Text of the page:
It’s become a familiar cliché, a trope we’ve all seen all too often in movies, TV, and books... Strangely, though, when I was growing up, I was never, not once, asked to write an essay about what I did on my summer vacation. It would have been a pretty easy essay to write: as a kid, I spent my summer holidays exactly the same way I’m spending this one: reading. Sure, now I’m reading in my comfy chair in my office (usually with a cold beverage of the adult variety) rather than in a tree or in the hayloft (usually with a bag of penny candy from the corner store)—but the reading has remained a constant.
It’s the same way for independent booksellers across the country, including the five in this month’s installment. From a modern Canadian classic to a masterful YA book to a uniquely Canadian publishing situation surrounding one of the most controversial books in recent memory, the reading choices are as individual as the booksellers doing the reading.
And what are you reading as the dog days of summer set in?
And can I still get a little paper bag of penny candy anywhere nearby?
The Bookseller: Mary-Ann Yazedjian, Book Warehouse Main Street (Vancouver, BC)
The Pick: The Cure for Death by Lightning, by Gail Anderson-Dargatz
This novel is destined to becom …
Most of the books we read are the result of one thing: someone we know, trust, and/or admire tells us it's great. That's why we run this series, The Recommend, where readers, writers, reviewers, bloggers, and others tell us about a book they'd recommend to a good friend ... and why.
This week we're pleased to present the picks of Chelsea Rooney, author of the acclaimed first novel Pedal; Daniel Allen Cox, author of two Lambda Award-nominated novels and the new book Mouthquake; Kevin Hardcastle, much-published short story writer and author of the upcoming collection Debris; Chadwick Ginther, creator of the award-winning Thunder Road trilogy; and Teri Vlassopoulos, whose short story debut, Bats and Swallows, was a Danuta Gleed finalist and whose forthcoming novel is Escape Plans.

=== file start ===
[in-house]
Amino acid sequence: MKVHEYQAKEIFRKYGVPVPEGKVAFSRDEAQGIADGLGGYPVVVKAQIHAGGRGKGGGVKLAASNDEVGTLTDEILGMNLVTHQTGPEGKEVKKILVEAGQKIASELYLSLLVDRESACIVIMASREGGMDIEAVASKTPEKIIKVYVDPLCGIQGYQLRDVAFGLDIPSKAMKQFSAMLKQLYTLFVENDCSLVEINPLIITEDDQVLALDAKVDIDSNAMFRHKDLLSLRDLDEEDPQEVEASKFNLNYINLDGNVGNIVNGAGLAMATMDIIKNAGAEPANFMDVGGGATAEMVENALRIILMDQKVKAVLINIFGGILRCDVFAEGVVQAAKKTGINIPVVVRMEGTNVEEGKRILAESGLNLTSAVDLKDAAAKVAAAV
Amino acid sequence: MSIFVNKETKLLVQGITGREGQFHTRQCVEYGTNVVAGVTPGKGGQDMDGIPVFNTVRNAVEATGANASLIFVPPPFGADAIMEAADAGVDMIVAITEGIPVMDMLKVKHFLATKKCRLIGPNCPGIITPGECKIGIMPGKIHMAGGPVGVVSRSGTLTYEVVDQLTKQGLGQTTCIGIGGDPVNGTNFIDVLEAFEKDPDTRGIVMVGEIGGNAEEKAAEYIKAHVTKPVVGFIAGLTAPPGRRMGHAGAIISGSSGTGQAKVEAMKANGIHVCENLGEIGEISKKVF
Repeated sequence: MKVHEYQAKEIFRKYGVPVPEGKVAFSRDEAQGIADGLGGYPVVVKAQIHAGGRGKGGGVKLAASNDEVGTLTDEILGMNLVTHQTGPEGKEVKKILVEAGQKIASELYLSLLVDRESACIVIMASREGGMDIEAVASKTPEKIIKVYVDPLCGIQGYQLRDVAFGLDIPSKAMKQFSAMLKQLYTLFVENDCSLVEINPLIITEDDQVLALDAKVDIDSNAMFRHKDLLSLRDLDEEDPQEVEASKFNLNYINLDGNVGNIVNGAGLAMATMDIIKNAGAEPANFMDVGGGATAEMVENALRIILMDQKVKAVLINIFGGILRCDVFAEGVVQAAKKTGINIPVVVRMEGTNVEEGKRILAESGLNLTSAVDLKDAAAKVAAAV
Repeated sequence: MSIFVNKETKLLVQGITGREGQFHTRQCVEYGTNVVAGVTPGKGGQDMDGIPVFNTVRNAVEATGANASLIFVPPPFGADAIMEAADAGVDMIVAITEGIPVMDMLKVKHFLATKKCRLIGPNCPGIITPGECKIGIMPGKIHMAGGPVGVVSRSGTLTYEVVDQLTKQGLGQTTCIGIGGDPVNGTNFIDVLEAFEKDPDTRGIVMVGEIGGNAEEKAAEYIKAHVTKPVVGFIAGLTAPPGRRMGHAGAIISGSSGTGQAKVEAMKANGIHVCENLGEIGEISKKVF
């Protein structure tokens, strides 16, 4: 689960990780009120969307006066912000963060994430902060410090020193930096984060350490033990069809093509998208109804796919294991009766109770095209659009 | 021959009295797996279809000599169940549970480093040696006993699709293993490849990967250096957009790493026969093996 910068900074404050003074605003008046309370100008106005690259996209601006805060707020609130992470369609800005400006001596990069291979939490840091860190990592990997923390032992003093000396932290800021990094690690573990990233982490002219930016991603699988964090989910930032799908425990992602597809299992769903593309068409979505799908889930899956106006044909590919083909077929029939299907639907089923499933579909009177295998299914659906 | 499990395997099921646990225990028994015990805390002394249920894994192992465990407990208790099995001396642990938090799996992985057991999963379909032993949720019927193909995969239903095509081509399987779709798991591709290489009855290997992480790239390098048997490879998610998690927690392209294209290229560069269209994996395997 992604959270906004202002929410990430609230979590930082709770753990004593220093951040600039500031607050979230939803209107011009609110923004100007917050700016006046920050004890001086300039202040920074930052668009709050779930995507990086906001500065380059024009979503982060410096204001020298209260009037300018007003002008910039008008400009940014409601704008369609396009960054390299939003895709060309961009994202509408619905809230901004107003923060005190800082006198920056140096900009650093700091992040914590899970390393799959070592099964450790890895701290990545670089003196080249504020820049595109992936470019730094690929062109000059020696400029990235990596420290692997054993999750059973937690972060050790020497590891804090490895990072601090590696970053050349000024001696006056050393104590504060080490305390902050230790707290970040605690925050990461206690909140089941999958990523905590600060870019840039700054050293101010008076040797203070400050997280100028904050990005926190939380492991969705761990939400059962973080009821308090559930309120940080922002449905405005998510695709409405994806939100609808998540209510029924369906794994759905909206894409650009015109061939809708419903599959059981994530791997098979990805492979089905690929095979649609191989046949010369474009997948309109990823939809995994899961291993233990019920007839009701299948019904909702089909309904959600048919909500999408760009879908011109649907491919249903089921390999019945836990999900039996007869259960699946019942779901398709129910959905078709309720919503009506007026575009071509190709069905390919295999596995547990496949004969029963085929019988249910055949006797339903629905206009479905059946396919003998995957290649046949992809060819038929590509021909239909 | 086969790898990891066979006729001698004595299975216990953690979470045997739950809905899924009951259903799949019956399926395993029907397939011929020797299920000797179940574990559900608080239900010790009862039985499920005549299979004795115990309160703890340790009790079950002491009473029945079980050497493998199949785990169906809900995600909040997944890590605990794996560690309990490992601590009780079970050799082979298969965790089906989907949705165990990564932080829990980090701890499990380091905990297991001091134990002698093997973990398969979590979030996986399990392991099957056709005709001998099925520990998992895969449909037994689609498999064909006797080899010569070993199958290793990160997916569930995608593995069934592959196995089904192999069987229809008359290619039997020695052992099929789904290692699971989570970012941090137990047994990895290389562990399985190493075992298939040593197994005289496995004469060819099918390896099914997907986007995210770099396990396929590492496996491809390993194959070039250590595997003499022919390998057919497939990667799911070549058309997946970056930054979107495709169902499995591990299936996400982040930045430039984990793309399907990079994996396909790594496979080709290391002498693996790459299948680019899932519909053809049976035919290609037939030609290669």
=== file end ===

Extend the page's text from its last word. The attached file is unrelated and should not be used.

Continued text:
Chelsea Rooney picks Nancy Lee’s The Age
In the 1980s myriad panics—both real and imagined—swept across North America. An untameable disease killed people by the tens of thousands. Crack cocaine flooded and ravaged the cities’ most embattled poor. Primetime television reported breathlessly on rumoured Satanic cults. And the threat of nuclear war reached its fever pitch, with WWIII imminent.
Nancy Lee’s The Age tells one story from this generation’s most vulnerable: its youth. An …
Part voyeuristic pleasure, part travel guide, the Perfect Summer Day Questionnaire connects writers and their books to real-life Canadian places while celebrating the goodness of summer.
Jon Chan Simpson grew up in Red Deer, Alberta, and he lives in Toronto. He is a graduate of the University of Toronto's MA creative writing program, and his work has been featured in Ricepaper magazine. He debut novel is Chinkstar.
49th Shelf: Tell us about the setting for your perfect summer day. Is it a place in your book? The place where you live? Somewhere that you’re homesick for?
Jon Chan Simpson: I love Alberta weather, and the summers in Red Deer, my hometown, are fantastic. The mornings are crisp, the days are long, hot and sunny, and the evenings are clear and cool, perfect for hanging out and barbecuing. Grab a hoodie, a frisbee, some friends, beers and grillables, and you’re set. Even if you suck at frisbee.